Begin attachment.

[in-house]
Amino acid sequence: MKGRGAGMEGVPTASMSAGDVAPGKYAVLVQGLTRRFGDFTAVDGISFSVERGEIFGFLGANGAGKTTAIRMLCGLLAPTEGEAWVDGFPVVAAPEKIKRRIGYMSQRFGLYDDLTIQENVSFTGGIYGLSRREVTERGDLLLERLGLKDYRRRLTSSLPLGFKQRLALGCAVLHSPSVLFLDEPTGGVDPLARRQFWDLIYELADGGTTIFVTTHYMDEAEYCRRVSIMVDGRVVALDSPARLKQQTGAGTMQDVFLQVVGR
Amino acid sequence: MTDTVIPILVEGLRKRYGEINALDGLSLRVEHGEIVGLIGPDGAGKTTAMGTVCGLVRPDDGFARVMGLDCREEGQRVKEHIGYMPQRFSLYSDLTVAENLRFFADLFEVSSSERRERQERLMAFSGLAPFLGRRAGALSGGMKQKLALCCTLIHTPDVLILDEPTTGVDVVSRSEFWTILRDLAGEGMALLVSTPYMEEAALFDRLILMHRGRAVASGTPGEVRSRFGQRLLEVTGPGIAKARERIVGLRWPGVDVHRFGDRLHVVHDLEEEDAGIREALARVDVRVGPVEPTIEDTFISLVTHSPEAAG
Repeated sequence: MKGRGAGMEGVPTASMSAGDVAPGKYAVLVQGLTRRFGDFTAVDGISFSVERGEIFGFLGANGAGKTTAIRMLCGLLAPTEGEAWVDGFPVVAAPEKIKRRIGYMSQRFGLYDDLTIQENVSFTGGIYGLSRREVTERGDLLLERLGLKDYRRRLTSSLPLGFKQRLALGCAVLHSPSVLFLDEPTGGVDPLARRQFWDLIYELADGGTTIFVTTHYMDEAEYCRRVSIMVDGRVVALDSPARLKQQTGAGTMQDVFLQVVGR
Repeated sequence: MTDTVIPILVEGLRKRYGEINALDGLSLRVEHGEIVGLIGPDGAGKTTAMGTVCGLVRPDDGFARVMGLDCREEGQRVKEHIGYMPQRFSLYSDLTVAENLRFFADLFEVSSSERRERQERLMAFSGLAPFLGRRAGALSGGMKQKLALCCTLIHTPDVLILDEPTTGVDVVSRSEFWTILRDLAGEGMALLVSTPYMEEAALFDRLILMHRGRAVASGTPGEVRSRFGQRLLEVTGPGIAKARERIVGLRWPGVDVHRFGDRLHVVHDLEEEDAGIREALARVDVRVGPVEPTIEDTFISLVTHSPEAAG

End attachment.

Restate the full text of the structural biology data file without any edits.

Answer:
[in-house]
Amino acid sequence: MKGRGAGMEGVPTASMSAGDVAPGKYAVLVQGLTRRFGDFTAVDGISFSVERGEIFGFLGANGAGKTTAIRMLCGLLAPTEGEAWVDGFPVVAAPEKIKRRIGYMSQRFGLYDDLTIQENVSFTGGIYGLSRREVTERGDLLLERLGLKDYRRRLTSSLPLGFKQRLALGCAVLHSPSVLFLDEPTGGVDPLARRQFWDLIYELADGGTTIFVTTHYMDEAEYCRRVSIMVDGRVVALDSPARLKQQTGAGTMQDVFLQVVGR
Amino acid sequence: MTDTVIPILVEGLRKRYGEINALDGLSLRVEHGEIVGLIGPDGAGKTTAMGTVCGLVRPDDGFARVMGLDCREEGQRVKEHIGYMPQRFSLYSDLTVAENLRFFADLFEVSSSERRERQERLMAFSGLAPFLGRRAGALSGGMKQKLALCCTLIHTPDVLILDEPTTGVDVVSRSEFWTILRDLAGEGMALLVSTPYMEEAALFDRLILMHRGRAVASGTPGEVRSRFGQRLLEVTGPGIAKARERIVGLRWPGVDVHRFGDRLHVVHDLEEEDAGIREALARVDVRVGPVEPTIEDTFISLVTHSPEAAG
Repeated sequence: MKGRGAGMEGVPTASMSAGDVAPGKYAVLVQGLTRRFGDFTAVDGISFSVERGEIFGFLGANGAGKTTAIRMLCGLLAPTEGEAWVDGFPVVAAPEKIKRRIGYMSQRFGLYDDLTIQENVSFTGGIYGLSRREVTERGDLLLERLGLKDYRRRLTSSLPLGFKQRLALGCAVLHSPSVLFLDEPTGGVDPLARRQFWDLIYELADGGTTIFVTTHYMDEAEYCRRVSIMVDGRVVALDSPARLKQQTGAGTMQDVFLQVVGR
Repeated sequence: MTDTVIPILVEGLRKRYGEINALDGLSLRVEHGEIVGLIGPDGAGKTTAMGTVCGLVRPDDGFARVMGLDCREEGQRVKEHIGYMPQRFSLYSDLTVAENLRFFADLFEVSSSERRERQERLMAFSGLAPFLGRRAGALSGGMKQKLALCCTLIHTPDVLILDEPTTGVDVVSRSEFWTILRDLAGEGMALLVSTPYMEEAALFDRLILMHRGRAVASGTPGEVRSRFGQRLLEVTGPGIAKARERIVGLRWPGVDVHRFGDRLHVVHDLEEEDAGIREALARVDVRVGPVEPTIEDTFISLVTHSPEAAG